Putting a Hampshire OSR rotation back on track 03-Apr-2018

Clearfield oilseed rape is reinforcing its potential as a mainstream OSR choice on a Hampshire estate, where it is being grown on a field with a history of charlock infestation that almost wrote off the last crop of OSR in 2013.


“We said we would never grow oilseed rape in that field again,” said Michael Maxwell, farm manager at Preston Farms, Preston Candover near Winchester. “It was so bad our combine driver asked me if I really wanted him to cut it.”


After a discussion with his agronomist, Ben Burrows, however, he opted to take advantage of the Clearfield system to maintain the estate’s five-year rotation on the 27ha field this season; a decision that proved right despite mid-September sowing into decidedly poor, wet seedbeds.


“We subcast the DK Imperial CL into the flinty clay loam ground much later then we’d planned following serious winter barley harvesting problems,” Michael explained. “Our converted Flatlift cultivator did a reasonable job despite the conditions, sowing around
55 seeds/m2 in 50cm bands.

“Helped by the variety’s vigour, an open autumn and far fewer pigeon problems than we were expecting, the crop established well and came out of the winter with scarcely a weed in sight. I have no doubt that if it wasn’t for Clearfield, it would be a complete mess.”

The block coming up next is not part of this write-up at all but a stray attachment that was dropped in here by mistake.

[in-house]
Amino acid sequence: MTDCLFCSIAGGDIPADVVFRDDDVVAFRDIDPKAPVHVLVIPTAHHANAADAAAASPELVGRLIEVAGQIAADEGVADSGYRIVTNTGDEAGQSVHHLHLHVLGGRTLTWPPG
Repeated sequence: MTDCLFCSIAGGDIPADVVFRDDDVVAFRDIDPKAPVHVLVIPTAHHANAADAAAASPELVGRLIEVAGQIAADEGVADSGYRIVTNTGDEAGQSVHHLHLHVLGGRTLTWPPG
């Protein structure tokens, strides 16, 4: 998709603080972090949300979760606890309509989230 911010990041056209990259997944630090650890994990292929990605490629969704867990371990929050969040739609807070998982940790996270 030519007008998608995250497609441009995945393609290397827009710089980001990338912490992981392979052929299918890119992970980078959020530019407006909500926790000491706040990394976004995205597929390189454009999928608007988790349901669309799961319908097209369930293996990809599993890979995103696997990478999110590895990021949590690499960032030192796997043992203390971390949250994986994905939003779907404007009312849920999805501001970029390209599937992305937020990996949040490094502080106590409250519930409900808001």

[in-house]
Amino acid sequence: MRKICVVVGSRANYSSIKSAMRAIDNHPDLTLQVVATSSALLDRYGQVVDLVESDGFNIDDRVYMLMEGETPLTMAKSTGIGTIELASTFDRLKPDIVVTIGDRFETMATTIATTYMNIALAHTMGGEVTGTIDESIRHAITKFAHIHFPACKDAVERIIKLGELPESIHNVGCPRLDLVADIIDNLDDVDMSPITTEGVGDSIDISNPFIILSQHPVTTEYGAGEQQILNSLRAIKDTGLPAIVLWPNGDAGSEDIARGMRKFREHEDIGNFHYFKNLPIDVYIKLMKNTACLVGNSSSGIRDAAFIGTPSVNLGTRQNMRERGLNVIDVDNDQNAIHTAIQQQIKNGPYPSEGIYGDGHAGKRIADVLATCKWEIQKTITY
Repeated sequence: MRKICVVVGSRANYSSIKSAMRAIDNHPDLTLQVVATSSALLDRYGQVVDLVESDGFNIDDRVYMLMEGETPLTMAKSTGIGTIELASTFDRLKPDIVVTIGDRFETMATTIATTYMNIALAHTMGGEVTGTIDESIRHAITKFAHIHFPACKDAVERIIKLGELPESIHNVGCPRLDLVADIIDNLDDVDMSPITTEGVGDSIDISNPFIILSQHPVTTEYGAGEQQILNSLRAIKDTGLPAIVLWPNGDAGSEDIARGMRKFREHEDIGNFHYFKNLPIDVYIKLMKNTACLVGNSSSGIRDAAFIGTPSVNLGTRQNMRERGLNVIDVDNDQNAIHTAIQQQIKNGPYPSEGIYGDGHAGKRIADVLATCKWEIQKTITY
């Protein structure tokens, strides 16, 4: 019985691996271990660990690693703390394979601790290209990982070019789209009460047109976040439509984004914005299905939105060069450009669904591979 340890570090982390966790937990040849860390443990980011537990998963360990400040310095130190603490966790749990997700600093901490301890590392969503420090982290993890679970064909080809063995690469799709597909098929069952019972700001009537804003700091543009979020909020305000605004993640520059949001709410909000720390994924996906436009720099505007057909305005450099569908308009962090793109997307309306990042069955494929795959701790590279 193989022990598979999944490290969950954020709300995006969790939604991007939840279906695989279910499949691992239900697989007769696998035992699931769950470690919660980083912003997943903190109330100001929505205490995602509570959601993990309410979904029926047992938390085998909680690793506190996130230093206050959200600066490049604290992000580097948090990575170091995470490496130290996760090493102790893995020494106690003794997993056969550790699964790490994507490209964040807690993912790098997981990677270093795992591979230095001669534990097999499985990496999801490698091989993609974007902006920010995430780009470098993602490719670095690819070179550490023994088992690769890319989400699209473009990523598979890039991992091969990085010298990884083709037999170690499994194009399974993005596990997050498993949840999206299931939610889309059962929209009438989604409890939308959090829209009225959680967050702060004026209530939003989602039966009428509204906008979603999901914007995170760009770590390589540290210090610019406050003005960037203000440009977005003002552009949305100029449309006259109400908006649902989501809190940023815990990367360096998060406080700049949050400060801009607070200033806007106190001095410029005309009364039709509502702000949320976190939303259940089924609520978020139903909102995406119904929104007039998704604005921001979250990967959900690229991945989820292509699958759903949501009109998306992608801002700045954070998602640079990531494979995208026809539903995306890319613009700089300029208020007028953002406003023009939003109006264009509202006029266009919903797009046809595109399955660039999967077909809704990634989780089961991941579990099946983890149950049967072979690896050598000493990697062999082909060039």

Ben Burrows (L) and Michael Maxwell


Clearfield crops account for around 11% of the OSR area currently being overseen across southern England by independent agronomist, Ben Burrows and his colleagues at Hampshire-based Crop Management Partners (CMP).


“We find the system very effective in helping growers deal with problem areas on their farms,” he said. “The top reason for us is ease of controlling cruciferous weeds which would otherwise make OSR unviable.  Using it we’re able to achieve very reliable control of even quite large weeds.


“The Clearfield system gives us the opportunity to omit pre-emergence herbicides which can slow down emergence too. Every bit as importantly, it also means we can wait and see how the crop establishes before spending large amounts on agrochemicals.”


Mr Burrows also values the broad-spectrum of weed control offered by Clearfield herbicides, and the ability to sequence them with other post-emergence herbicides, depending on problem weeds.


DK Imperial CL


The Clearfield crop at Preston Farms received no pre-emergence herbicide, except headland Springbok (dimethenamid-P + metazachlor), which is used on all of the farm’s 162ha of OSR to boost cranesbill control. It then received propaquizafop + insecticide in early October, followed by Cleravo + Dash in late October, then propyzamide a month later.

“We chose Cleravo to keep on top of poppies, in particular,” Ben Burrows pointed out. “It has made an excellent across-the-board job of our weed control as well as dealing extremely effectively with a large charlock population.


“Michael is very pleased with how this first crop has coped with the challenges it has faced. As a result, we’re planning to grow more Clearfield here next season. With the wider benefits we’re seeing with the system, this isn’t likely to be confined to fields where we have known problems with charlock either.”